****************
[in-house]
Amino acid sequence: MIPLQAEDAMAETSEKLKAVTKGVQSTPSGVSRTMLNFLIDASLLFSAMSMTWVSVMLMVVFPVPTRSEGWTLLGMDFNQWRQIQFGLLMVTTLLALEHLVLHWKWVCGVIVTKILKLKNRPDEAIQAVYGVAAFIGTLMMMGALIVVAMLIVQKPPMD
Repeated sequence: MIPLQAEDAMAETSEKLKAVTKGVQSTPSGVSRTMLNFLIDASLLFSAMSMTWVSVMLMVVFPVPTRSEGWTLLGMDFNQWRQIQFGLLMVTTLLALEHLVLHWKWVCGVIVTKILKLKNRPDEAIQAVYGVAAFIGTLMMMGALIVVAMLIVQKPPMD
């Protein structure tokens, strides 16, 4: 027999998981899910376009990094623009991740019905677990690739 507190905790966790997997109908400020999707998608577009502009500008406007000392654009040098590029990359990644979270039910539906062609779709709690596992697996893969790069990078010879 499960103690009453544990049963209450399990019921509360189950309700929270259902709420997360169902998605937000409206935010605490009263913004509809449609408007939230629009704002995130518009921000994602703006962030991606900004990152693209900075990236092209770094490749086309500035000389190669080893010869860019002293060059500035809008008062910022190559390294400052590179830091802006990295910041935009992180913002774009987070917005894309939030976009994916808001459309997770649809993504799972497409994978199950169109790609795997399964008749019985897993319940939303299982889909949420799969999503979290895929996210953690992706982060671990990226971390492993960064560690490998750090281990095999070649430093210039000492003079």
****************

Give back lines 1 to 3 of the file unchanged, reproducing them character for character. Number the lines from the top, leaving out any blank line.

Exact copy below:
[in-house]
Amino acid sequence: MIPLQAEDAMAETSEKLKAVTKGVQSTPSGVSRTMLNFLIDASLLFSAMSMTWVSVMLMVVFPVPTRSEGWTLLGMDFNQWRQIQFGLLMVTTLLALEHLVLHWKWVCGVIVTKILKLKNRPDEAIQAVYGVAAFIGTLMMMGALIVVAMLIVQKPPMD
Repeated sequence: MIPLQAEDAMAETSEKLKAVTKGVQSTPSGVSRTMLNFLIDASLLFSAMSMTWVSVMLMVVFPVPTRSEGWTLLGMDFNQWRQIQFGLLMVTTLLALEHLVLHWKWVCGVIVTKILKLKNRPDEAIQAVYGVAAFIGTLMMMGALIVVAMLIVQKPPMD